Steve had a dish very unique to this area called tortelli de patate del casentino. This was very traditional and was served with a sauce made from the grigio (gray) pigs that are common to this area. This dish was so good it was heartbreaking. The tortelli are similar to ravioli but are stuffed with potatoes. You won’t find this preparation anywhere else.
I had the pappardelle with anatra (duck) sauce. This dish is common all over Tuscany and I love it. This pasta was made with whole wheat flour, something we’ve noticed quite a bit here now. This is new – a year ago I don’t think you would have see this. It was very good, but Steve’s was the real winner of the day. Then we shared a chocolate thing for dessert. Neither of us were quite sure what it was, but it was chocolatety goodness.
After lunch, we drove up to another monastery called Camoldoli up in the mountains. What a wonderful place. This one is much more visited than some of the others we’ve been to, but I’ll say one thing about monks – they know how to pick their spots. Just gorgeous. This one had a pharmacy, where the monks have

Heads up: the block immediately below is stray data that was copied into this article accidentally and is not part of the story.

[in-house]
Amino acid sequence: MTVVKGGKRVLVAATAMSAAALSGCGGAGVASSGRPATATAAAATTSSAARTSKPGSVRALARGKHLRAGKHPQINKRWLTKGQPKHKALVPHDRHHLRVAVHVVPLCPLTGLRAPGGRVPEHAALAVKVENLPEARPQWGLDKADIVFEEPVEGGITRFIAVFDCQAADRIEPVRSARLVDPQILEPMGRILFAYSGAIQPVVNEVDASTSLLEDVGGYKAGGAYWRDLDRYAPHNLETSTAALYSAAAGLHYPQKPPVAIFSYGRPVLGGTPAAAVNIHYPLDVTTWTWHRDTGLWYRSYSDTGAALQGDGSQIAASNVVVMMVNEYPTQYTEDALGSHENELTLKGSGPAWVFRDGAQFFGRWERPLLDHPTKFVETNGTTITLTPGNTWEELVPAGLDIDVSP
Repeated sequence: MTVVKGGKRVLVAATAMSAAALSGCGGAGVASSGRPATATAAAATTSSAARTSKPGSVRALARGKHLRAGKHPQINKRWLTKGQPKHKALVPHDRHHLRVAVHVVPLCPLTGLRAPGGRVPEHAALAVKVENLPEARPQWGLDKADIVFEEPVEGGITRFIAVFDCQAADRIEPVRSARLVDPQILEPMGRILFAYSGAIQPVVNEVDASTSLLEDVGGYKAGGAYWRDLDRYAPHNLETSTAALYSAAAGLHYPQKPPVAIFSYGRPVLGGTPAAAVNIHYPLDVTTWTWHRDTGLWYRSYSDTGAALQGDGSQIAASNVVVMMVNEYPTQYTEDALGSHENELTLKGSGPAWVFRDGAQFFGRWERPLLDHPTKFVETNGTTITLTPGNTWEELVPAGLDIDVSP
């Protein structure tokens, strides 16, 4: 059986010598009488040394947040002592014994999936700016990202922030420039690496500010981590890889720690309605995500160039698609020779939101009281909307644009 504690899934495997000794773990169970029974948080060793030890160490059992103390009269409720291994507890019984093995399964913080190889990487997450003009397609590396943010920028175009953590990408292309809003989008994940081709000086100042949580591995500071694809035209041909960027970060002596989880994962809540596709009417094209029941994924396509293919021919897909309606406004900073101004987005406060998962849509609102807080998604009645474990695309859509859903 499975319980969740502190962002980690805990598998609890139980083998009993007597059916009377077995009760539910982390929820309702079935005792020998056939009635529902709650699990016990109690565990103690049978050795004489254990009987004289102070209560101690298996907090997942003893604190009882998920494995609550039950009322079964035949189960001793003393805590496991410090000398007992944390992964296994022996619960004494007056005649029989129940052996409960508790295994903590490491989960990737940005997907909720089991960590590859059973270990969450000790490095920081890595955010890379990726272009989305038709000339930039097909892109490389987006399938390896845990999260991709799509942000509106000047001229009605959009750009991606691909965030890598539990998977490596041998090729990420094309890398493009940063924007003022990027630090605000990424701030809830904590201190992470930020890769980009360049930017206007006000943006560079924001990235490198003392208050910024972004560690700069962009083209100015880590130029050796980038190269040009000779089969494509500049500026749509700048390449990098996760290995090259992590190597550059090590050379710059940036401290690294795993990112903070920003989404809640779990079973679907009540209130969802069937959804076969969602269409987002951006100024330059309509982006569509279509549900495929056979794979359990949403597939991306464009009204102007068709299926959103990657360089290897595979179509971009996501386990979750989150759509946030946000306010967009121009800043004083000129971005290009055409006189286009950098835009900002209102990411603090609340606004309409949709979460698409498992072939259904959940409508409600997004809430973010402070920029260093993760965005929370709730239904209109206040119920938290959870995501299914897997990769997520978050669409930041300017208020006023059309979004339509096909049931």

been producing herbal cures since the 16th century and still are going strong today. We bought several things and are hoping for big results.
I love just wandering around. Seeing things we’ve never seen before. We are really trying this trip to go to familiar places, but to always try to do or see something that we’ve never done before. It makes me realize that we haven’t even scratched the surface of this magical and historical place. But we’ll keep on trying.
Kathy, You really should write a book. Every blog I read is mesmerizing. It makes me want to call Myra and book a flight, You have a marvelous way of describing the simple delights of everyday life in Italy while instilling your appreciation for the country, it’s beauty and the relaxing atmosphere we know longer know here in the states.
Keep inspiring me.